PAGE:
This will show you every house that has sold down your road and the price paid. These websites get their information from the land registry and therefore are very accurate. A good thing to know is that they do not tend to show any houses that have sold in the past 6 months as it takes this long for the land registry to update their information.

    A brilliant example of one of these websites is one called Mouseprice.

    2) Use an Estate Agent

    This one is a bit more tricky as the local estate agents will give you the value of the property to be put on the market.

    This will not be a mortgage valuation and is likely to be inflated. It is worth noting that your local Estate agent is not likely to want to give free valuations so you can have a value of the property for remortgaging purposes.

    3) Take an educated guess

    For many homeowners, taking an educated guess can be a practical and cost-effective way to estimate the value of their property for remortgage purposes, particularly when a formal valuation isn’t readily available.

    • Recent Purchases: If you’ve purchased your home relatively recently and the housing market has been stable, you can estimate its current value based on general market trends since your purchase. It’s important to consider that market growth rates can vary, so use a range that reflects the trends in your specific area.
    • Home Improvements: If you’ve made improvements to your property, these can potentially increase its value. Minor upgrades like redecoration may add to the property’s value incrementally, while major renovations such as kitchen remodels or extensions could have a more significant impact. However, the actual increase in value depends on various factors like the quality of the work and the demand for such features in your local market.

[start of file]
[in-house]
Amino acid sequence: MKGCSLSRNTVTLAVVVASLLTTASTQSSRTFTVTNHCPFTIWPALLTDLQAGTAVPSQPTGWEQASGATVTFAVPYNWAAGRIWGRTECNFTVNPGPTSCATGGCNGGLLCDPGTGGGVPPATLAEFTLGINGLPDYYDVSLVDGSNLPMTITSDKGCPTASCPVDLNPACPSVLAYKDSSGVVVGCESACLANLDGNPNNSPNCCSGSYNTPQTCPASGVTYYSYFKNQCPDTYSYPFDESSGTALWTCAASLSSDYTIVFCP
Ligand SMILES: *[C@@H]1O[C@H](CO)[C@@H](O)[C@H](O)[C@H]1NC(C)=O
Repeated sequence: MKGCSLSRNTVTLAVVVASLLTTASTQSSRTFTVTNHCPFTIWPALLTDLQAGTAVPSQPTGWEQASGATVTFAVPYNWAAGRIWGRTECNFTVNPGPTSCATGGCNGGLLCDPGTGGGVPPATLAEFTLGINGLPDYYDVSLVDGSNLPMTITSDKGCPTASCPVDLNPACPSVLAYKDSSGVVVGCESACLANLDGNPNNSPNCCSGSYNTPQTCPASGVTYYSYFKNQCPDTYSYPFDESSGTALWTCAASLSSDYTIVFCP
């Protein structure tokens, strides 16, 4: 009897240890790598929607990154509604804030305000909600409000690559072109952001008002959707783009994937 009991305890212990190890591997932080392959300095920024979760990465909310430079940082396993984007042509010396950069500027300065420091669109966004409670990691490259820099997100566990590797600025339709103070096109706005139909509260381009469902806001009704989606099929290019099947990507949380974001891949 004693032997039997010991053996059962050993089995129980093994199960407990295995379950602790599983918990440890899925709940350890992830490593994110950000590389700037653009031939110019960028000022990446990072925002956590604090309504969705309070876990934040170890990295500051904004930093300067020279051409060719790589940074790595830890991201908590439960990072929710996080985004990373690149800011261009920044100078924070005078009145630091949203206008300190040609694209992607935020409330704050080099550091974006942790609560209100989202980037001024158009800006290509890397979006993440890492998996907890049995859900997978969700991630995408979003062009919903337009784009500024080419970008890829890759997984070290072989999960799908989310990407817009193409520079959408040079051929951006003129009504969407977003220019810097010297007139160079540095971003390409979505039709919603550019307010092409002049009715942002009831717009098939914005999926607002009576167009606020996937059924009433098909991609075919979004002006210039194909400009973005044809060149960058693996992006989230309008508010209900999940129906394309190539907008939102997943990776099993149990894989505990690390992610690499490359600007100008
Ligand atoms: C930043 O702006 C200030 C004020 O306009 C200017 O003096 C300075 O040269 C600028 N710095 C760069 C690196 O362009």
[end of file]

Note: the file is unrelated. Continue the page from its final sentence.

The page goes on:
This method is particularly useful for those with a good understanding of their local property market and recent trends. It provides a ballpark figure that can guide your remortgaging decisions, though for a more precise valuation, consulting a professional may be beneficial.

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    What Does A Remortgage Valuation Survey Involve?

    When you’re looking into remortgaging your home, understanding the ins and outs of a remortgage valuation survey is crucial. It’s one of those steps that might seem a bit technical, but it’s pretty straightforward once you get the hang of it.

    First off, it’s good to know that there are different types of surveys out there, each suited to different needs. These include:

    • the mortgage (or remortgage) valuation survey,
    • a condition report,
    • a homebuyer report,
    • and a building survey.

    The survey you’ll need depends on various factors like where your home is, its age, and any unique construction elements it might have.

    What Does A Remortgage Valuation Survey Involve

    But let’s focus on remortgaging. In most cases, mortgage lenders are looking for a basic valuation. This isn’t a deep dive into every nook and cranny of your property but rather a general assessment to ensure everything’s in order. Sometimes, this means a qualified surveyor will pop over to your place for a quick look-see and jot down their findings. Other times, they might do a “desktop valuation.” This is a bit more behind-the-scenes, where the surveyor uses data from recent sales of similar properties in your area to figure out your home’s value.

    There’s also something called a “drive-by valuation.” Yes, it’s exactly what it sounds like: a surveyor takes a glance at your property from the outside. It’s quick, efficient, and gives a general idea of the property’s condition and location.